I don’t think that such surveys show much about the theoretical nature of sex work, but they are revealing of society’s attitudes towards sex work, and towards sex in general.

Louise Livesey // Posted 5 September 2008 at 8:59 am

Unfortunately for many women involved in prostitution it is a case of being bought and sold rather than having autonomy especially in the context of traficking. I also acknowledge that some women in prostitution do have that autonomy and should be overlooked.

I would love to agree that trafficked and prostituted women belong to themselves but the truth is they don’t in many cases – I think that also has to be acknowledged. Where women freely choose to be engaged in prostitution (and for me that doesn’t mean through poverty) then they are trading sex but only where they have complete bodily determination.

maggie // Posted 5 September 2008 at 10:57 am

I am currently visiting my boyfriend in a very well to do town in the midlands. While i was driving back from the airport we talked about things happening in his town. he told me that in the last two weeks at around midnight 2men knocked on his front door asking if this ‘was the chinese ladies brothel?’. Apparently there is a household down his street doing this. It totally shocked me.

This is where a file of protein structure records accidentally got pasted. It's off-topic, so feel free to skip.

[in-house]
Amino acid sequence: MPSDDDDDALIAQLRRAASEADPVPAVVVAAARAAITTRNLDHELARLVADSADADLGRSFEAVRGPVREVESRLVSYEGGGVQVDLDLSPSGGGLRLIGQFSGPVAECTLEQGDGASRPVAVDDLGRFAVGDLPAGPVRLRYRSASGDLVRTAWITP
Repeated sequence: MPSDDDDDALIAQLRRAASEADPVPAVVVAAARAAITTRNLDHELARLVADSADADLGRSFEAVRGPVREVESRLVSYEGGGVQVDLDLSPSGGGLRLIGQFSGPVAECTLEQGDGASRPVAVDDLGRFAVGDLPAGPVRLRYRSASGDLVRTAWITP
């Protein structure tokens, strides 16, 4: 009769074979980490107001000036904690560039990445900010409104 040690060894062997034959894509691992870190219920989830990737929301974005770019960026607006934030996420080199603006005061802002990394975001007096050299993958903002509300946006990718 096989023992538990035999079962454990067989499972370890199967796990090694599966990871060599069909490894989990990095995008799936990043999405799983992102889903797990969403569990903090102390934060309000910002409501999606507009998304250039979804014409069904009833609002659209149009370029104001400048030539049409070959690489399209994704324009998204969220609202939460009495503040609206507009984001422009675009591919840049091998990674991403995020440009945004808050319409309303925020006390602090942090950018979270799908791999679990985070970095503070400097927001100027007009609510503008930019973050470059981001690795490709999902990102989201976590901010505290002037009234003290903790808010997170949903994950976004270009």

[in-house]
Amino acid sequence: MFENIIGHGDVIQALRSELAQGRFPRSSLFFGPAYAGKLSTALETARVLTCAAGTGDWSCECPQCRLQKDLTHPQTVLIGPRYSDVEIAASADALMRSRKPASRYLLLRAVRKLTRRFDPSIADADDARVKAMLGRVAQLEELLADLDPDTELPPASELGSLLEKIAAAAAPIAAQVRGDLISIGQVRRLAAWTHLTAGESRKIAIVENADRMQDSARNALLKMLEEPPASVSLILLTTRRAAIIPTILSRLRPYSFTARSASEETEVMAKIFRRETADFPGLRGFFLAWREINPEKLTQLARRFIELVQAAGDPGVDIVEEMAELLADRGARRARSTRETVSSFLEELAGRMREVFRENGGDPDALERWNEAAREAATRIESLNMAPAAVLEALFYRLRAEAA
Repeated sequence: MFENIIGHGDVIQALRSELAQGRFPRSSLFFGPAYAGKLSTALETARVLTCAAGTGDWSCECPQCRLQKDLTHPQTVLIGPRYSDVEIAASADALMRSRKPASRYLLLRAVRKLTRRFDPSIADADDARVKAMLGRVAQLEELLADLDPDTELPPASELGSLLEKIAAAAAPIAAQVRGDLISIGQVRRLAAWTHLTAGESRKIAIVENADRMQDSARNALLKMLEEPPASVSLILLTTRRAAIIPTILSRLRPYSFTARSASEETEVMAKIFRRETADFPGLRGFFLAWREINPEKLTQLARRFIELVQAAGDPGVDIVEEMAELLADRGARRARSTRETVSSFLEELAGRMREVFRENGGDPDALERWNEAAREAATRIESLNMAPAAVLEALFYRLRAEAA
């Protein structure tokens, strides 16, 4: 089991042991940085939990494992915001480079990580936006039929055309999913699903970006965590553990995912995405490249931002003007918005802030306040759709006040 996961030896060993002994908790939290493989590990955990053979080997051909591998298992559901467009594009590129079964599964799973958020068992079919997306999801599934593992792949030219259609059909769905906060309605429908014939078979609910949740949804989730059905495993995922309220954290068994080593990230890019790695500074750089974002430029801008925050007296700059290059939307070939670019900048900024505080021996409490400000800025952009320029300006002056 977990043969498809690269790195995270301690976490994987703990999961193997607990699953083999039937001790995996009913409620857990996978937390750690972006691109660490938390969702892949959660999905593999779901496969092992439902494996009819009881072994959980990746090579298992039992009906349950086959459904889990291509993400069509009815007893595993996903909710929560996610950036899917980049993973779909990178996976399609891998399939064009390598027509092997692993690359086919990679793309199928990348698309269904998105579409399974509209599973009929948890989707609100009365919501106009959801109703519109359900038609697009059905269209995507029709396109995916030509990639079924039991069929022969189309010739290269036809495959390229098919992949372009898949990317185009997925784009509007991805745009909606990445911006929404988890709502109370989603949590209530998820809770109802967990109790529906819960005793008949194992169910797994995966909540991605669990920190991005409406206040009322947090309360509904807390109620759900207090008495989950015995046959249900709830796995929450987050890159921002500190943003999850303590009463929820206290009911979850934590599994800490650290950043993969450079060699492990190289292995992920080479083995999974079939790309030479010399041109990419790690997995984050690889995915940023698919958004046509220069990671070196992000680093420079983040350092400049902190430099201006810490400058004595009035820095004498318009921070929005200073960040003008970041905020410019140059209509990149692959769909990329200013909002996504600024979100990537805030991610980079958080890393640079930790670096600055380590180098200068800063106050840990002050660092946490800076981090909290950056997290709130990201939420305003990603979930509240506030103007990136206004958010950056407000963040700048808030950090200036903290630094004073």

Rained Off // Posted 5 September 2008 at 12:41 pm

Its a Business,should be TAXED,but how ?

Ellie // Posted 5 September 2008 at 1:29 pm

“I would love to agree that trafficked and prostituted women belong to themselves but the truth is they don’t in many cases – I think that also has to be acknowledged.”

Louise, I understand what you’retrying to say here but I think you’re missing Claire’s point, which if I do understand it correctly, is that no human being can be the property or possession of another. Just because a person has control over another it does not mean that they own the person.

SnowdropExplodes // Posted 5 September 2008 at 4:55 pm

Responding to Louise Livesey:

I think the thing about finding a women-centred way of looking at it is very important.